Food company has the largest of 50 agency loans—and pays the lowest interest rate
The picture of the extraordinary package of public assistance which Ginsberg’s Foods has garnered over the years keeps getting larger.
In addition to more than $2 million in new government incentives to expand, and a previous PILOT tax deal about to expire, the company is now in the final year of a $400,000 loan from Columbia Economic Development Corporation.
According to a CEDC loan table obtained by this site, that amount is the largest of 50 current loans to area businesses by the agency.
Ginsberg’s 1% interest rate also stands out as the lowest paid by any of the 50 current loanees listed on the chart, dated 30 September 2014. By contrast, more than half of the other loan recipients are paying between 7% and 8.5% interest. Only 5 of the 50 recipients pay less than 5% interest, with none paying less than 2% other than Ginsberg’s.
As noted here previously, the Albany Business Review pegged Ginsberg’s revenues at $142,000,000 in 2013, suggesting that there was no urgent need to charge the company much less interest than other recipients.
Moreover, half of CEDC’s other current loans are for $25,000 or less. The next largest loan after the $400,000 for Ginsberg’s is $284,000 to a Livingston dairy operation. The third largest is $150,000 to a food business in Ancramdale. Those businesses are paying 5% and 6% interest, respectively.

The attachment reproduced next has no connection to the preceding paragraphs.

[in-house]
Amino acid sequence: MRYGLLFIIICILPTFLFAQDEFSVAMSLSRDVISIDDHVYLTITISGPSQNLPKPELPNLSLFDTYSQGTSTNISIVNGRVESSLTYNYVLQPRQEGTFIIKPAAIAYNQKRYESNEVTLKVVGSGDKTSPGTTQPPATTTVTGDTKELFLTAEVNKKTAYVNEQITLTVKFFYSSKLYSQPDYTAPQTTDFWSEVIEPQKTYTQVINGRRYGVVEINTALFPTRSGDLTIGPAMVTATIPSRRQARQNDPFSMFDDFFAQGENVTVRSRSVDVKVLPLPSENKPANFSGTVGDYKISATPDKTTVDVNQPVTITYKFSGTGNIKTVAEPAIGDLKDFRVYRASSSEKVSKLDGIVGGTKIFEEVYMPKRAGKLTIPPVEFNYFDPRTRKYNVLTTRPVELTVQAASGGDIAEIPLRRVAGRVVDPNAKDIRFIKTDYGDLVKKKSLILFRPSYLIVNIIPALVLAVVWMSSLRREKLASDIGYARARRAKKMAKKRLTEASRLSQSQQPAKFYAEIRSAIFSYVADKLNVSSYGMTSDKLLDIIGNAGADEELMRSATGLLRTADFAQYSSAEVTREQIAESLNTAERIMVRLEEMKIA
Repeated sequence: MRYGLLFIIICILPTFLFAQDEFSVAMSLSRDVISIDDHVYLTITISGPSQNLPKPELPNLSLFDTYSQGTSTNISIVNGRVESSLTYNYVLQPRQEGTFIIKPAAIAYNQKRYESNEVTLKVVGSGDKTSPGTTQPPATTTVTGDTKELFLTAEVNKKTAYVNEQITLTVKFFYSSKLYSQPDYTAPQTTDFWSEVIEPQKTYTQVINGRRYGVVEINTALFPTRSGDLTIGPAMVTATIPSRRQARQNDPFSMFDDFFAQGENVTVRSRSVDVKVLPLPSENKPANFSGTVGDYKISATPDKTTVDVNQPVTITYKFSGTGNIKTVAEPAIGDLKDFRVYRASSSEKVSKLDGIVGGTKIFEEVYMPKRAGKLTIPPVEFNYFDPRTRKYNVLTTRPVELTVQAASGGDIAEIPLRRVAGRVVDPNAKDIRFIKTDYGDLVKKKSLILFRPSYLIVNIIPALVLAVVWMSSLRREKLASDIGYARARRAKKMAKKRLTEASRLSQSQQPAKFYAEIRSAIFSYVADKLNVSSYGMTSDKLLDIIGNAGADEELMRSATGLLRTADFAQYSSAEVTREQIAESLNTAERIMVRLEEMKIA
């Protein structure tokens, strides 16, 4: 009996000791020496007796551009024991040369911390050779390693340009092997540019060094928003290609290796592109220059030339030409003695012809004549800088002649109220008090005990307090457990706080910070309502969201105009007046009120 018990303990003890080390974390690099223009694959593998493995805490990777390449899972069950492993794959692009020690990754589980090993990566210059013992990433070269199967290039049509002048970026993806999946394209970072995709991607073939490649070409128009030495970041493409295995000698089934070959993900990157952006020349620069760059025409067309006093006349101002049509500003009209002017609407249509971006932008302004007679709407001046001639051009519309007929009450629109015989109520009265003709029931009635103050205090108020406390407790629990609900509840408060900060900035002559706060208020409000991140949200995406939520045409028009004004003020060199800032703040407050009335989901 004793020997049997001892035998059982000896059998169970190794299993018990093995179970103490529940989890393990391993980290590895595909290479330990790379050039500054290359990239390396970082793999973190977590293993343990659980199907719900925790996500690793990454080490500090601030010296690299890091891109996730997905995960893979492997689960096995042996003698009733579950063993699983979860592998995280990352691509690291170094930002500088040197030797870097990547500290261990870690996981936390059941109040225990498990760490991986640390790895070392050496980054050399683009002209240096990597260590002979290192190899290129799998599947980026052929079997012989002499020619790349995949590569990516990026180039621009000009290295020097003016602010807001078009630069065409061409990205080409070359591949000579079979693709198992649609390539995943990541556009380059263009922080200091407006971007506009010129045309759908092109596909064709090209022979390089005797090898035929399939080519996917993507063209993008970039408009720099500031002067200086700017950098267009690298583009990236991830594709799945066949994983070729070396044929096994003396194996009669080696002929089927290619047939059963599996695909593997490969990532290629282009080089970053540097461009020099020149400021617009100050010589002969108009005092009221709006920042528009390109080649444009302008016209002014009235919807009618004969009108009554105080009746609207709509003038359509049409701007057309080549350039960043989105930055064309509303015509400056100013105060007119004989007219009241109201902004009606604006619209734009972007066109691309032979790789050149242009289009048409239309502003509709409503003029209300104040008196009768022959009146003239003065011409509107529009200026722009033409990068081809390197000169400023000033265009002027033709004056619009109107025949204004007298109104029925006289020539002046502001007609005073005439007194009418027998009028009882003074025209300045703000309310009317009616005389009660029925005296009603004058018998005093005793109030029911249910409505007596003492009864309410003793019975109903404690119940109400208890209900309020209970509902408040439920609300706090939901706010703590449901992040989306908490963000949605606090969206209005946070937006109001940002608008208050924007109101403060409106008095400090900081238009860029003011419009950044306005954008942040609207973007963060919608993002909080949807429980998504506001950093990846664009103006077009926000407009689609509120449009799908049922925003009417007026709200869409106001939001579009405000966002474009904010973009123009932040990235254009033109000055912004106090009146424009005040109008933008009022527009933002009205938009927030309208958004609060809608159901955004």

The 10-year term of the Ginsberg’s loan is also tied for second longest on the table. One other distribution business has a 15-year loan for $100,000. Three other businesses have a 10-year loan. More than three-quarters of the loanees have terms of 6 years or less.
The loan was initiated in 2005, and appears to partially overlap with the tenure of David Ginsberg as President of CEDC. Ginsberg stepped down from that post in 2010, but remained on the board of CEDC until shortly before the State approved a $1.5 million assistance package in late
The grant application and permitting for the project was initiated while Ginsberg was still serving on CEDC, along with the head of the engineering firm for the company’s expansion project in Ghent and Claverack.
The company has also requested a second Payment in Lieu of Tax plan from the County IDA. According to a report in The Register-Star, that new PILOT would save Ginsberg’s some $700,000 in local taxes, for example to the Taconic Hills School District. It is not known how much the previous PILOT netted the company in savings.
Both CEDC and the IDA share Ken Flood as their executive director. Flood was hired to fill those roles, as well as director of Columbia County Planning, when Ginsberg was still head of CEDC